New York prosecutors investigating former U.S. President Donald Trump’s business practices are likely to issue one or more criminal indictments this week – but not against Trump himself, according to people involved in the case.
Ronald Fischetti, an attorney representing Trump, said on Monday (June 28) that based on discussions with prosecutors he expects “no charges” will be brought against Trump in the initial round of indictments. Others familiar with the case said prosecutors are preparing criminal charges against Allen Weisselberg, longtime chief financial officer for the Trump Organization, and also are considering criminal charges against the company.
After an almost three-year investigation of Trump’s property dealings, the initial charges by Manhattan District Attorney Cyrus Vance Jr will focus mainly on whether Weisselberg and other company officials received corporate perks and benefits, such as rent-free apartments and leased cars, that were not reported properly on their tax returns, according to several people familiar with the investigation. The exact charges prosecutors are preparing are not known.
The indictments would be the investigation’s first against top officials at Trump’s company, marking a critical shift from investigation to prosecution.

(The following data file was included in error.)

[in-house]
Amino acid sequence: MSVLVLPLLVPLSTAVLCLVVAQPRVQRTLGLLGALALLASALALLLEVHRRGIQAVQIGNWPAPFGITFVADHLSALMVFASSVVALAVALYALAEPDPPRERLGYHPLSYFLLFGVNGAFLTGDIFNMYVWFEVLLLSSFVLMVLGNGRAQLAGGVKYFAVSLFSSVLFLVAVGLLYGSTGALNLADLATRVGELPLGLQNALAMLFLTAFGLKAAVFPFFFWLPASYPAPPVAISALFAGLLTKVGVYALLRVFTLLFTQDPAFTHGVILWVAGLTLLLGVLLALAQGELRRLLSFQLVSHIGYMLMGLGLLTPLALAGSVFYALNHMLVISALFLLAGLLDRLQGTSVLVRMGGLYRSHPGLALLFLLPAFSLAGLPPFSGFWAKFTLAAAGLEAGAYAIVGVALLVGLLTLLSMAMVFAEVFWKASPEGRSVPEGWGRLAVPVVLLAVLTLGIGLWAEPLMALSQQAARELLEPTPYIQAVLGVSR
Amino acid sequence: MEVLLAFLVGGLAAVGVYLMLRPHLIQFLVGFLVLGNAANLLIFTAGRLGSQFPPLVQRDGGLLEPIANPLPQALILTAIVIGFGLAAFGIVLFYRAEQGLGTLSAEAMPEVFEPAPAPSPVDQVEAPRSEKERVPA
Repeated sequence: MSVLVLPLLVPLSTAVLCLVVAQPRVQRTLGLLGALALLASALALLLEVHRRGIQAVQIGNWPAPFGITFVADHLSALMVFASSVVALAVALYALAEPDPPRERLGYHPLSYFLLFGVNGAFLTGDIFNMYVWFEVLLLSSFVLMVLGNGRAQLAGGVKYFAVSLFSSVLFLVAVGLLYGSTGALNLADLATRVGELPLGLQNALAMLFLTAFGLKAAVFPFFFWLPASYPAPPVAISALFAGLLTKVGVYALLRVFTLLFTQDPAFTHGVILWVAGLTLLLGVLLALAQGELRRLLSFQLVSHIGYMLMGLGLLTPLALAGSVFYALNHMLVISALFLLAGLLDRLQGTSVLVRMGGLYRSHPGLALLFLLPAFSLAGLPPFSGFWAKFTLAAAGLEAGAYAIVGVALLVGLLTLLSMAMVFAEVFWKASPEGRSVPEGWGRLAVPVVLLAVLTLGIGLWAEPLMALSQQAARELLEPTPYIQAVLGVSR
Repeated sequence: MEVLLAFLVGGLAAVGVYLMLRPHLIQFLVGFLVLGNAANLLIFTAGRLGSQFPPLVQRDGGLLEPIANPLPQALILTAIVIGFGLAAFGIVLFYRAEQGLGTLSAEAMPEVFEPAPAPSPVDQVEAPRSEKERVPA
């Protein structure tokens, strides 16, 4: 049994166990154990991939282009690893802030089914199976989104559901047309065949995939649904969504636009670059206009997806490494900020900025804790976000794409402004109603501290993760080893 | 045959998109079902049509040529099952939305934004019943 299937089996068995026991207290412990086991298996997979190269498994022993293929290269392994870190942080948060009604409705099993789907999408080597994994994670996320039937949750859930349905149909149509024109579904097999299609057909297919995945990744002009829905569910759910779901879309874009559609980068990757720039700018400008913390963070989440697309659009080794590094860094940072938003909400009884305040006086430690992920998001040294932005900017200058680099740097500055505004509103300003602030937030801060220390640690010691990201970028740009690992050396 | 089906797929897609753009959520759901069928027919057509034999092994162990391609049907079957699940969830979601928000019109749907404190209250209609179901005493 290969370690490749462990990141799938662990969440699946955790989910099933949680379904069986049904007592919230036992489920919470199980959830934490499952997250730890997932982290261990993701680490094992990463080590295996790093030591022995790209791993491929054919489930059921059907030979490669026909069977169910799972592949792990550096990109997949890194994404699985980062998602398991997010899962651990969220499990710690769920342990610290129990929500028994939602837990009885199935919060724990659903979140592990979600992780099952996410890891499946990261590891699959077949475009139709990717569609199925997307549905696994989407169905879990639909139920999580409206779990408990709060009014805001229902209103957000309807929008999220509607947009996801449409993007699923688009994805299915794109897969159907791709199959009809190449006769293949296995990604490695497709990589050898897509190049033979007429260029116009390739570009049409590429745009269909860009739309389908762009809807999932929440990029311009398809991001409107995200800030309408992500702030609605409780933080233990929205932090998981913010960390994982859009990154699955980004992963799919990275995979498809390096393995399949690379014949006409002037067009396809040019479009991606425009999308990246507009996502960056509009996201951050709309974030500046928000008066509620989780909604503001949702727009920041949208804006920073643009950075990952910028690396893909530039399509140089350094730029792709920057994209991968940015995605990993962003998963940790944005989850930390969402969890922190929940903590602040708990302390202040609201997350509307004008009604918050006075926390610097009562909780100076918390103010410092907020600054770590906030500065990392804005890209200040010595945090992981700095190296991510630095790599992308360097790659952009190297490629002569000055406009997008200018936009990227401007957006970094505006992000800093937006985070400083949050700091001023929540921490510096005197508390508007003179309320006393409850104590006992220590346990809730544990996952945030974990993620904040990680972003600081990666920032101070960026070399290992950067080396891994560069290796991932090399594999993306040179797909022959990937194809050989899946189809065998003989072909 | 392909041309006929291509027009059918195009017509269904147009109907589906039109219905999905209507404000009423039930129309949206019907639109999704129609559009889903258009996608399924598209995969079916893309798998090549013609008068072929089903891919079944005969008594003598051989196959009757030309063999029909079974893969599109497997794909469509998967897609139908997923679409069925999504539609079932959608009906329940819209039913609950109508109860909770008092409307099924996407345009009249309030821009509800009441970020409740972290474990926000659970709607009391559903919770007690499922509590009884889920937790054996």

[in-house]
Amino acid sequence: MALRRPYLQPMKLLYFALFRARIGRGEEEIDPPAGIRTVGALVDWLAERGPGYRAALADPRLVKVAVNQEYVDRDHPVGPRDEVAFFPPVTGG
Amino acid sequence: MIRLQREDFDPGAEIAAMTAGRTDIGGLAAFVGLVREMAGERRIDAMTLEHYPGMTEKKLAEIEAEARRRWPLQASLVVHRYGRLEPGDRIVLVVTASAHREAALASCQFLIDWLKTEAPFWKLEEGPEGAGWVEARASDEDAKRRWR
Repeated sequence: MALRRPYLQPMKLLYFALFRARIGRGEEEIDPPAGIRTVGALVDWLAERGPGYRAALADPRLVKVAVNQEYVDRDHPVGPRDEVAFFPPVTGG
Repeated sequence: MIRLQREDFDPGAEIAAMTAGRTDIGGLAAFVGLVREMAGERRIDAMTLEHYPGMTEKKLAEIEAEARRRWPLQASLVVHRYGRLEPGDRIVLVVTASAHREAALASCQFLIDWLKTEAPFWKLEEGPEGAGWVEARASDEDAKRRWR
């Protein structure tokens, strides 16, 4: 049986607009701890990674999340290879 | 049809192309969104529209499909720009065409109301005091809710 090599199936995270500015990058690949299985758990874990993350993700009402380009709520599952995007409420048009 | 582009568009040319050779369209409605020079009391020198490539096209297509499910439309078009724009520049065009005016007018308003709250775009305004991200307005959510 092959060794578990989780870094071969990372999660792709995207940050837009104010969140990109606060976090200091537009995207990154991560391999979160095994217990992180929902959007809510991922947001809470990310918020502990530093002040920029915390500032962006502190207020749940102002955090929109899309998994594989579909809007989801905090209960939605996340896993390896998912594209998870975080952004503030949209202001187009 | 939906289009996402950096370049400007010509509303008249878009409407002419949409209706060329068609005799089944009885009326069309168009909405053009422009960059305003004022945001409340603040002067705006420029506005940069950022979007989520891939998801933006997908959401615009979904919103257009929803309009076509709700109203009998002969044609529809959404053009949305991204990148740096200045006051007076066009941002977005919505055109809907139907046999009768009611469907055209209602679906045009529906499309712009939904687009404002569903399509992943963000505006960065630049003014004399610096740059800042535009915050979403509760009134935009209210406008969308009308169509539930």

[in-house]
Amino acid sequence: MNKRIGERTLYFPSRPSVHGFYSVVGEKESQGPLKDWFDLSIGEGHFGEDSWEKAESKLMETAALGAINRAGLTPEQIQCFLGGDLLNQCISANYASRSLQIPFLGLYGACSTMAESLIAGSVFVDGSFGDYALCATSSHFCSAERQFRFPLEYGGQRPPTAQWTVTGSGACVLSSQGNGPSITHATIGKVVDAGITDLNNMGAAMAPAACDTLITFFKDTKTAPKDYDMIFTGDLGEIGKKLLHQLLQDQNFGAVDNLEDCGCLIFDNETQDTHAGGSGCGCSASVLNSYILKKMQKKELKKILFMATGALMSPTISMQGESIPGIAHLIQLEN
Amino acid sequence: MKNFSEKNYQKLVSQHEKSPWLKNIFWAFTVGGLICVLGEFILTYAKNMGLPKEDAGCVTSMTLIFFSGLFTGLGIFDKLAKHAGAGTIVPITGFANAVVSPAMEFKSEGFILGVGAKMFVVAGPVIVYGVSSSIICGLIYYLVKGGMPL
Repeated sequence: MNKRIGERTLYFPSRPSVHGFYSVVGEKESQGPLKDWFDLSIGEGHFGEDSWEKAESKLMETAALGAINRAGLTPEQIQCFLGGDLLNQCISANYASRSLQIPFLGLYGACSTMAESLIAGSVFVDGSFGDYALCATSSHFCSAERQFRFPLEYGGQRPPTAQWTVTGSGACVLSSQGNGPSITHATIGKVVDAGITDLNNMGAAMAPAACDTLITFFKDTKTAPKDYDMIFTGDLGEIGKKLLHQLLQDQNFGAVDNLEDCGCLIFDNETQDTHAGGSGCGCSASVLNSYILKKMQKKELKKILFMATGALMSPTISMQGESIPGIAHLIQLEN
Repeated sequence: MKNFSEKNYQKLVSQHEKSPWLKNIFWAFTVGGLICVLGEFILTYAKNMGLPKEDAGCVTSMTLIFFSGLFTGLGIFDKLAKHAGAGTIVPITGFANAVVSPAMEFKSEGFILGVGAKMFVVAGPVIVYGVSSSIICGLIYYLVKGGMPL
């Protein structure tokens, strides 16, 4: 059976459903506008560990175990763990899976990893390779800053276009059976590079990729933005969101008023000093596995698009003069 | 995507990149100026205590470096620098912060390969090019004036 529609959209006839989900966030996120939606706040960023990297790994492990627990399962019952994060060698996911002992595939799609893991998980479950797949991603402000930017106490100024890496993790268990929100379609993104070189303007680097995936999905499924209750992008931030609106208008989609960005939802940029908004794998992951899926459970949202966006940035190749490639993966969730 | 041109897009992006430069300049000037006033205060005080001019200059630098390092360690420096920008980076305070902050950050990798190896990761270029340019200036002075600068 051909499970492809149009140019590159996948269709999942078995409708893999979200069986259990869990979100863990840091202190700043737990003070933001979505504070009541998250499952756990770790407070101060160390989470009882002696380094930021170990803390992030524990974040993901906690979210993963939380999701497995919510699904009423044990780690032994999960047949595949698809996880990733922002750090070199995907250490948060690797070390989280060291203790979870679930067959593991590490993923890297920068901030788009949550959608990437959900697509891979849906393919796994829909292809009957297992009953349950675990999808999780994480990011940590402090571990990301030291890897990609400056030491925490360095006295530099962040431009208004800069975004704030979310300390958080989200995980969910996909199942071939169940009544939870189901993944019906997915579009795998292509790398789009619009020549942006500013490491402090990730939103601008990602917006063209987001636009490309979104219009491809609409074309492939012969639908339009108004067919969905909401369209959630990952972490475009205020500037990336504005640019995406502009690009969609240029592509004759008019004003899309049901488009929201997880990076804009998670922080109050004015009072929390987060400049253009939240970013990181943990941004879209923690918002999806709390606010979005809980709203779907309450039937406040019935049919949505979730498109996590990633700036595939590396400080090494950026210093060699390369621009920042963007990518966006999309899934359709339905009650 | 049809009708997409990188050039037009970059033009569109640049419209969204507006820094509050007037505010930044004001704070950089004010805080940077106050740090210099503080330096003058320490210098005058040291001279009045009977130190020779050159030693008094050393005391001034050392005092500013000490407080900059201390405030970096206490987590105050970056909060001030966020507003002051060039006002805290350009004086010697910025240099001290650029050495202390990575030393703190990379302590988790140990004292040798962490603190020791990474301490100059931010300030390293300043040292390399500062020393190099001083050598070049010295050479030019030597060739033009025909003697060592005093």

Prosecutors have been pressing Weisselberg, 73, to cooperate with their probe and provide testimony, so far without success. An indictment would increase that pressure. Weisselberg is among Trump’s closest confidants, having worked for the company since 1973 when it was run by Trump’s father, Fred.
New York State Attorney General Letitia James has also joined the investigation. Spokespeople for both the Manhattan and state prosecutors’ offices declined to comment. A lawyer for Weisselberg also declined to comment.
The wide-ranging criminal investigation has examined an array of potential wrongdoing, including whether Trump’s eponymous real estate company manipulated the value of its properties to reduce its tax burden and secure more favorable loans from creditors. Michael Cohen, Trump’s former lawyer and fixer, testified to Congress that such practices were routine at the company. He has spoken multiple times with prosecutors.
More charges could be coming against the company or its officers in the weeks ahead, people familiar with the case said.
(Production: Angela Moore)